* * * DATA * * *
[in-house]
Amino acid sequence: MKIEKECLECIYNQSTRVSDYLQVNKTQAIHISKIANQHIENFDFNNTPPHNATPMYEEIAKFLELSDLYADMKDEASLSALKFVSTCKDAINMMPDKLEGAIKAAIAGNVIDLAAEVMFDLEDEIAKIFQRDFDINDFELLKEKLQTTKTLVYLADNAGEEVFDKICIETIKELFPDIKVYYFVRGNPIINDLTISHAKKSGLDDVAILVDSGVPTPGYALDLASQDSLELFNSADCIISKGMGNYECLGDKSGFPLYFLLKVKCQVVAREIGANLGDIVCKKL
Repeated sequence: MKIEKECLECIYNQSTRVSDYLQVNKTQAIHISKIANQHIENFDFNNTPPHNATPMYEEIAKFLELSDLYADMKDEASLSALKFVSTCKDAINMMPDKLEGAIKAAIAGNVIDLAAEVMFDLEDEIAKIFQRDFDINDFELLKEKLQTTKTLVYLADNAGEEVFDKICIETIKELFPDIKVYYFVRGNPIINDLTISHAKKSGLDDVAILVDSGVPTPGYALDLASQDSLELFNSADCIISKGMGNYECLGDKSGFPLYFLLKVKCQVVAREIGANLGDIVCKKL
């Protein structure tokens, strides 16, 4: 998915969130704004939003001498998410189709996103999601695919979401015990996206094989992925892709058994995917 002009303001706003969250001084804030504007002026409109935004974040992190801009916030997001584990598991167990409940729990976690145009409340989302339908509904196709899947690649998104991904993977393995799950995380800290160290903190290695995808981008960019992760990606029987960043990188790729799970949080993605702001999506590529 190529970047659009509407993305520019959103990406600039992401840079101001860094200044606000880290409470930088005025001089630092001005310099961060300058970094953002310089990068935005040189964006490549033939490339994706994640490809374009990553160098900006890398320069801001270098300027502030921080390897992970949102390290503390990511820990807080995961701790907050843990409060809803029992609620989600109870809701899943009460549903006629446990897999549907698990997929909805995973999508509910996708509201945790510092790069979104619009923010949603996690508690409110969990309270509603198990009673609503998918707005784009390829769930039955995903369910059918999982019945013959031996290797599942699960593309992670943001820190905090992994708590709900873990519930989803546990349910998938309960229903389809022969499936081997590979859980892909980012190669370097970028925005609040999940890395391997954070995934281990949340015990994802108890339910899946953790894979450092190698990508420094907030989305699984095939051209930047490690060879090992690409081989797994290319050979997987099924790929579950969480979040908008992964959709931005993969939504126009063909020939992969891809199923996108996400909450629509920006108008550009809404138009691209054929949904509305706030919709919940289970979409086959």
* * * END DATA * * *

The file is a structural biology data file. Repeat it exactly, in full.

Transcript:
[in-house]
Amino acid sequence: MKIEKECLECIYNQSTRVSDYLQVNKTQAIHISKIANQHIENFDFNNTPPHNATPMYEEIAKFLELSDLYADMKDEASLSALKFVSTCKDAINMMPDKLEGAIKAAIAGNVIDLAAEVMFDLEDEIAKIFQRDFDINDFELLKEKLQTTKTLVYLADNAGEEVFDKICIETIKELFPDIKVYYFVRGNPIINDLTISHAKKSGLDDVAILVDSGVPTPGYALDLASQDSLELFNSADCIISKGMGNYECLGDKSGFPLYFLLKVKCQVVAREIGANLGDIVCKKL
Repeated sequence: MKIEKECLECIYNQSTRVSDYLQVNKTQAIHISKIANQHIENFDFNNTPPHNATPMYEEIAKFLELSDLYADMKDEASLSALKFVSTCKDAINMMPDKLEGAIKAAIAGNVIDLAAEVMFDLEDEIAKIFQRDFDINDFELLKEKLQTTKTLVYLADNAGEEVFDKICIETIKELFPDIKVYYFVRGNPIINDLTISHAKKSGLDDVAILVDSGVPTPGYALDLASQDSLELFNSADCIISKGMGNYECLGDKSGFPLYFLLKVKCQVVAREIGANLGDIVCKKL
């Protein structure tokens, strides 16, 4: 998915969130704004939003001498998410189709996103999601695919979401015990996206094989992925892709058994995917 002009303001706003969250001084804030504007002026409109935004974040992190801009916030997001584990598991167990409940729990976690145009409340989302339908509904196709899947690649998104991904993977393995799950995380800290160290903190290695995808981008960019992760990606029987960043990188790729799970949080993605702001999506590529 190529970047659009509407993305520019959103990406600039992401840079101001860094200044606000880290409470930088005025001089630092001005310099961060300058970094953002310089990068935005040189964006490549033939490339994706994640490809374009990553160098900006890398320069801001270098300027502030921080390897992970949102390290503390990511820990807080995961701790907050843990409060809803029992609620989600109870809701899943009460549903006629446990897999549907698990997929909805995973999508509910996708509201945790510092790069979104619009923010949603996690508690409110969990309270509603198990009673609503998918707005784009390829769930039955995903369910059918999982019945013959031996290797599942699960593309992670943001820190905090992994708590709900873990519930989803546990349910998938309960229903389809022969499936081997590979859980892909980012190669370097970028925005609040999940890395391997954070995934281990949340015990994802108890339910899946953790894979450092190698990508420094907030989305699984095939051209930047490690060879090992690409081989797994290319050979997987099924790929579950969480979040908008992964959709931005993969939504126009063909020939992969891809199923996108996400909450629509920006108008550009809404138009691209054929949904509305706030919709919940289970979409086959």